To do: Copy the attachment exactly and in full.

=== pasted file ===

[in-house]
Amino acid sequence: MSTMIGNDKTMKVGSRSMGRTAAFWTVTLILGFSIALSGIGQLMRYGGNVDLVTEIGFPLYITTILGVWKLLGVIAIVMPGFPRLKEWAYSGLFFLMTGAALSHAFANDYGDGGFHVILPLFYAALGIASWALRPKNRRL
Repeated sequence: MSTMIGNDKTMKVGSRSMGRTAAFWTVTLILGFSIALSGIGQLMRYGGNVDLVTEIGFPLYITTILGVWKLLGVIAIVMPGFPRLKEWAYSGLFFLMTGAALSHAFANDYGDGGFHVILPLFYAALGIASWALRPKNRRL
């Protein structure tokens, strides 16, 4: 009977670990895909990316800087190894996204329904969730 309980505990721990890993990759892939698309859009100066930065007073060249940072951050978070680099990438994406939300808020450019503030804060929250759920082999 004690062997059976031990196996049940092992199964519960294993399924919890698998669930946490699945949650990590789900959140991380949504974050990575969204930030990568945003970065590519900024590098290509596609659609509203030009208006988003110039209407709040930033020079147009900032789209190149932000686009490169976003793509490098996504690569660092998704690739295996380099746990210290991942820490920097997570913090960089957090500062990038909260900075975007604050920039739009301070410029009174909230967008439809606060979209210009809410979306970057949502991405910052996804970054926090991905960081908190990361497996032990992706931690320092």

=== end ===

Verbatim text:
[in-house]
Amino acid sequence: MSTMIGNDKTMKVGSRSMGRTAAFWTVTLILGFSIALSGIGQLMRYGGNVDLVTEIGFPLYITTILGVWKLLGVIAIVMPGFPRLKEWAYSGLFFLMTGAALSHAFANDYGDGGFHVILPLFYAALGIASWALRPKNRRL
Repeated sequence: MSTMIGNDKTMKVGSRSMGRTAAFWTVTLILGFSIALSGIGQLMRYGGNVDLVTEIGFPLYITTILGVWKLLGVIAIVMPGFPRLKEWAYSGLFFLMTGAALSHAFANDYGDGGFHVILPLFYAALGIASWALRPKNRRL
């Protein structure tokens, strides 16, 4: 009977670990895909990316800087190894996204329904969730 309980505990721990890993990759892939698309859009100066930065007073060249940072951050978070680099990438994406939300808020450019503030804060929250759920082999 004690062997059976031990196996049940092992199964519960294993399924919890698998669930946490699945949650990590789900959140991380949504974050990575969204930030990568945003970065590519900024590098290509596609659609509203030009208006988003110039209407709040930033020079147009900032789209190149932000686009490169976003793509490098996504690569660092998704690739295996380099746990210290991942820490920097997570913090960089957090500062990038909260900075975007604050920039739009301070410029009174909230967008439809606060979209210009809410979306970057949502991405910052996804970054926090991905960081908190990361497996032990992706931690320092």